Erysimum menziesii. Public domain illustration by Mary Ann Showers / CDFW.

Despite the harsh conditions of its native coastal habitat including extreme temperatures, strong winds, and shifting sands — plus all of the external threats to its existence — the rare, beautiful Menzies’ wallflower still persists and contributes to its ecosystem. Its long, strong taproot reaches deep into the soil for life-giving water, also helping to stabilize dunes and facilitate native plant communities. Learn more about Humboldt’s dunes and Friends of the Dunes (a fellow North Coast enviro nonprofit) on our most recent EcoNews Report.

As a consistent, leading advocate for Northwest California’s ecosystems and endangered species, we at EPIC are inspired by the tenacity of the Menzies’ wallflower. In our work, we navigate the storms and shifting sands of science, regulation, business, politics, culture, and how they intersect here on the North Coast. Vested corporate interests and corrupt government threaten the continued existence of our region’s unique ecosystems — clearcutting sensitive forests recovering from wildfire, dewatering rivers until they are uninhabitable for native salmon, logging the already-diminished forest habitats of imperiled wildlife species, dawdling over implementing effective climate action, and more. 

The Klamath River.
The Klamath River. Public domain image by Tupper Ansel Blake / U.S. Fish and Wildlife Service via Wikipedia.

And yet, we persist — for 47 years and counting! Through legal advocacy, community organizing, and public education, we work to solidify the rights and prioritization of healthy forests, rivers, and wildlife in the shifting sands of natural resource management, and we are made mutually stronger by regular collaborations with our community of sister organizations and allies across the region.

EPIC members, donors, and supporters like you are the lifeblood that makes our work possible. In recent years, your contributions have brought about significant victories protecting endangered species including the northern spotted owl, Pacific fisher, Humboldt marten, Shasta snow-wreath, and, of course, old-growth redwood trees.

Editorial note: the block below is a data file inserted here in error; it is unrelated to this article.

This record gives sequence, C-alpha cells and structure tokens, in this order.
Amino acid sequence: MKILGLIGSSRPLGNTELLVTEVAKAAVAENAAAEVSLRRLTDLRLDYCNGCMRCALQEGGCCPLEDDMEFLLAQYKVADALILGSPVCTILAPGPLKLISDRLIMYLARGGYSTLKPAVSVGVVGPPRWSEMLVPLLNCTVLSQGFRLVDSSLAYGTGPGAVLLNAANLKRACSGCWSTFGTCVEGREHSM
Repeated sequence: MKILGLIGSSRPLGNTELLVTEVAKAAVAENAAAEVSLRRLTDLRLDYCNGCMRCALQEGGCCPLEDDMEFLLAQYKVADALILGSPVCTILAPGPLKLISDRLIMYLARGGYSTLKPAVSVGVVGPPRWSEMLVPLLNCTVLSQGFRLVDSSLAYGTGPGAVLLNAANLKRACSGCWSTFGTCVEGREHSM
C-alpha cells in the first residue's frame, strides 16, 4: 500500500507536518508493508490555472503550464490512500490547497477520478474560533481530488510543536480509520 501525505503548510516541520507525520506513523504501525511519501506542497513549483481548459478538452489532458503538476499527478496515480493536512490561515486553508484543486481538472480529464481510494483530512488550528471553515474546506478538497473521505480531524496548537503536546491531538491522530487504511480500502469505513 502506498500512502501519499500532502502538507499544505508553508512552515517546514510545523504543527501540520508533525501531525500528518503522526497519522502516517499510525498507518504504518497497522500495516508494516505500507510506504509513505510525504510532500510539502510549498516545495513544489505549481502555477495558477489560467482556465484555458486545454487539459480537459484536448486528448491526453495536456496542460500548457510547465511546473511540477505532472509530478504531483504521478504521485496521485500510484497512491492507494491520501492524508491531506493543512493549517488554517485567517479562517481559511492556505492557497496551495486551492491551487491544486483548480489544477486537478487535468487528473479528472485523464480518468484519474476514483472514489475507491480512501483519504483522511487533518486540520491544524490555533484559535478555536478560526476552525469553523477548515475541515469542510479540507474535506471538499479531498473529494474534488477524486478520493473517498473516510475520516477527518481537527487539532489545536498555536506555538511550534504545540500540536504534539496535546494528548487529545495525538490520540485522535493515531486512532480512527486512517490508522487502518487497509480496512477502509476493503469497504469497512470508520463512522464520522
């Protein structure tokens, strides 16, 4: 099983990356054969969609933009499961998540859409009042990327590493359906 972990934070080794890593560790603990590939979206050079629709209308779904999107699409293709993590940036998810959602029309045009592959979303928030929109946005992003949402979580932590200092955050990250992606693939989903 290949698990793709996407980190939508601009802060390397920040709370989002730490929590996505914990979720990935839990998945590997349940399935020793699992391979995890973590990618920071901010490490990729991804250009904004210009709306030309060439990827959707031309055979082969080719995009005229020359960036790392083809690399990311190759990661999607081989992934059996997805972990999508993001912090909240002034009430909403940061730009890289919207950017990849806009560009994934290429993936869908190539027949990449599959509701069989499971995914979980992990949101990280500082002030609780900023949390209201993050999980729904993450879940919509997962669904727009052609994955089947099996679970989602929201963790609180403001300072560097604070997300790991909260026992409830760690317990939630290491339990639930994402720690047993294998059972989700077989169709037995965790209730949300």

Now we need your support to keep pressure on…

  • The State Water Board to implement effective regulations on water quality and quantity in the Klamath River Basin to ensure the survival and recovery of native coho and Chinook salmon;

  • The U.S. Forest Service to stop logging mature, old-growth, and post-fire forests that provide critical habitat for numerous species of wildlife and rare plants;

  • The State of California, which has refused to conserve Jackson Demonstration State Forest;

  • Offshore wind energy developers and regulators in Humboldt to ensure that the proposed renewable energy project is developed in a responsible way;

  • Humboldt County to implement a meaningful, timely Climate Action Plan; and

  • Private timber companies that are fighting to weaken statewide forestry regulations.

Please help us continue the good fight of speaking up for endangered species and the environment in Northwest California by making a donation to EPIC today. As you have probably noticed, inflation is on the rise; and accordingly, donations to EPIC and other nonprofits have been declining. If you are able, please consider doubling your donation!